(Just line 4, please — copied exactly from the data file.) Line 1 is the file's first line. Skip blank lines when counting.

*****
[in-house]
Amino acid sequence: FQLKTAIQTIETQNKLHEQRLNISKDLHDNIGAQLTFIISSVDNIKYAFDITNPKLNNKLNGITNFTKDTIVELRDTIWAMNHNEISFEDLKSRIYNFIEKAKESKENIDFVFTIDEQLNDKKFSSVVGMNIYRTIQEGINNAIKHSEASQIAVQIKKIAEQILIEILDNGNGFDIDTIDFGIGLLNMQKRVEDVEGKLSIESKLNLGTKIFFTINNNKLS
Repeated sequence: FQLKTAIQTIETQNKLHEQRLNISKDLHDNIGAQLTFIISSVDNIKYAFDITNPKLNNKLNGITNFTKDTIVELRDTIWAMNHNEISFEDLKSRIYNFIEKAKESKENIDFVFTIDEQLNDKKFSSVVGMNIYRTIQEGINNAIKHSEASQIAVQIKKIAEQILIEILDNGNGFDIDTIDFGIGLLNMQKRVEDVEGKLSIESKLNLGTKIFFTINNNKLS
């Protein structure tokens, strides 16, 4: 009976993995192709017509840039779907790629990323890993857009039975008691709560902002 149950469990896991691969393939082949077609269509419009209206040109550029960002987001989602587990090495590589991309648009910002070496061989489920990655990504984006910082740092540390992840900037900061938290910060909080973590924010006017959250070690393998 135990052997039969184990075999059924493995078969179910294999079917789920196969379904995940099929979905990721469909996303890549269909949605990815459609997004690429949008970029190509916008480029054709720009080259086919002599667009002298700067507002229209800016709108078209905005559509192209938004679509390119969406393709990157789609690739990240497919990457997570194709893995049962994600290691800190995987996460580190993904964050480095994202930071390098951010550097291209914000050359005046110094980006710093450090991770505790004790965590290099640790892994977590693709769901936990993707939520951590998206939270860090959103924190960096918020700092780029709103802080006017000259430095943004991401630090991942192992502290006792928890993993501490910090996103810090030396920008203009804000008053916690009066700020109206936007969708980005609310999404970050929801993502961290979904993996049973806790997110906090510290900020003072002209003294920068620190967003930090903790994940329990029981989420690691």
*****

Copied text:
């Protein structure tokens, strides 16, 4: 009976993995192709017509840039779907790629990323890993857009039975008691709560902002 149950469990896991691969393939082949077609269509419009209206040109550029960002987001989602587990090495590589991309648009910002070496061989489920990655990504984006910082740092540390992840900037900061938290910060909080973590924010006017959250070690393998 135990052997039969184990075999059924493995078969179910294999079917789920196969379904995940099929979905990721469909996303890549269909949605990815459609997004690429949008970029190509916008480029054709720009080259086919002599667009002298700067507002229209800016709108078209905005559509192209938004679509390119969406393709990157789609690739990240497919990457997570194709893995049962994600290691800190995987996460580190993904964050480095994202930071390098951010550097291209914000050359005046110094980006710093450090991770505790004790965590290099640790892994977590693709769901936990993707939520951590998206939270860090959103924190960096918020700092780029709103802080006017000259430095943004991401630090991942192992502290006792928890993993501490910090996103810090030396920008203009804000008053916690009066700020109206936007969708980005609310999404970050929801993502961290979904993996049973806790997110906090510290900020003072002209003294920068620190967003930090903790994940329990029981989420690691």